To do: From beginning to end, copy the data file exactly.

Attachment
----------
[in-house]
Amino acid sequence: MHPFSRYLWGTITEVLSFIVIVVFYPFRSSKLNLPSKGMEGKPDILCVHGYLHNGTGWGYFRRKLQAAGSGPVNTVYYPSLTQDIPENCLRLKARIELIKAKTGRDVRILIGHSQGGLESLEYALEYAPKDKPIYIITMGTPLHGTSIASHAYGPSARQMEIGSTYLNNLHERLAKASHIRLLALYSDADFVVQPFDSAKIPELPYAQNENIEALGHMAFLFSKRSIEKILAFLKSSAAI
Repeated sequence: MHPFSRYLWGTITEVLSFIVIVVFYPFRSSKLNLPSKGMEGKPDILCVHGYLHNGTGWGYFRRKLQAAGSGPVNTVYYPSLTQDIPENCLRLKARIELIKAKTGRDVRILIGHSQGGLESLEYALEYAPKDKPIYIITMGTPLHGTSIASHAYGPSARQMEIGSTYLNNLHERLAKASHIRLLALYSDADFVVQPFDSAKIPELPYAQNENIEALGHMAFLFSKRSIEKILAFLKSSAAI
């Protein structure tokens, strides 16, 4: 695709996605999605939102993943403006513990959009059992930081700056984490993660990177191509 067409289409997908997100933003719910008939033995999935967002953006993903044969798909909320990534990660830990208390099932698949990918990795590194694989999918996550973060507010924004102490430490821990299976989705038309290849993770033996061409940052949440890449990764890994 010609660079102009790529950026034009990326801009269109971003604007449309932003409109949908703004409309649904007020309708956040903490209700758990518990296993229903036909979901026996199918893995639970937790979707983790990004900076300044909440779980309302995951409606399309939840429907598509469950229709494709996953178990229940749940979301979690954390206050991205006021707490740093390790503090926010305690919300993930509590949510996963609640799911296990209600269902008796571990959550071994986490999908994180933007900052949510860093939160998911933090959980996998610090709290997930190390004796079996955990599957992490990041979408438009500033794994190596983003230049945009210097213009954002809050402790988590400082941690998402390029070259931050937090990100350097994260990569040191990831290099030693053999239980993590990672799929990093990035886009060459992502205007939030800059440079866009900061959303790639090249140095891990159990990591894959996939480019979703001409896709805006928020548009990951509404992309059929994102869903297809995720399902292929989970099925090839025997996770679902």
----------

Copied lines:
[in-house]
Amino acid sequence: MHPFSRYLWGTITEVLSFIVIVVFYPFRSSKLNLPSKGMEGKPDILCVHGYLHNGTGWGYFRRKLQAAGSGPVNTVYYPSLTQDIPENCLRLKARIELIKAKTGRDVRILIGHSQGGLESLEYALEYAPKDKPIYIITMGTPLHGTSIASHAYGPSARQMEIGSTYLNNLHERLAKASHIRLLALYSDADFVVQPFDSAKIPELPYAQNENIEALGHMAFLFSKRSIEKILAFLKSSAAI
Repeated sequence: MHPFSRYLWGTITEVLSFIVIVVFYPFRSSKLNLPSKGMEGKPDILCVHGYLHNGTGWGYFRRKLQAAGSGPVNTVYYPSLTQDIPENCLRLKARIELIKAKTGRDVRILIGHSQGGLESLEYALEYAPKDKPIYIITMGTPLHGTSIASHAYGPSARQMEIGSTYLNNLHERLAKASHIRLLALYSDADFVVQPFDSAKIPELPYAQNENIEALGHMAFLFSKRSIEKILAFLKSSAAI
């Protein structure tokens, strides 16, 4: 695709996605999605939102993943403006513990959009059992930081700056984490993660990177191509 067409289409997908997100933003719910008939033995999935967002953006993903044969798909909320990534990660830990208390099932698949990918990795590194694989999918996550973060507010924004102490430490821990299976989705038309290849993770033996061409940052949440890449990764890994 010609660079102009790529950026034009990326801009269109971003604007449309932003409109949908703004409309649904007020309708956040903490209700758990518990296993229903036909979901026996199918893995639970937790979707983790990004900076300044909440779980309302995951409606399309939840429907598509469950229709494709996953178990229940749940979301979690954390206050991205006021707490740093390790503090926010305690919300993930509590949510996963609640799911296990209600269902008796571990959550071994986490999908994180933007900052949510860093939160998911933090959980996998610090709290997930190390004796079996955990599957992490990041979408438009500033794994190596983003230049945009210097213009954002809050402790988590400082941690998402390029070259931050937090990100350097994260990569040191990831290099030693053999239980993590990672799929990093990035886009060459992502205007939030800059440079866009900061959303790639090249140095891990159990990591894959996939480019979703001409896709805006928020548009990951509404992309059929994102869903297809995720399902292929989970099925090839025997996770679902």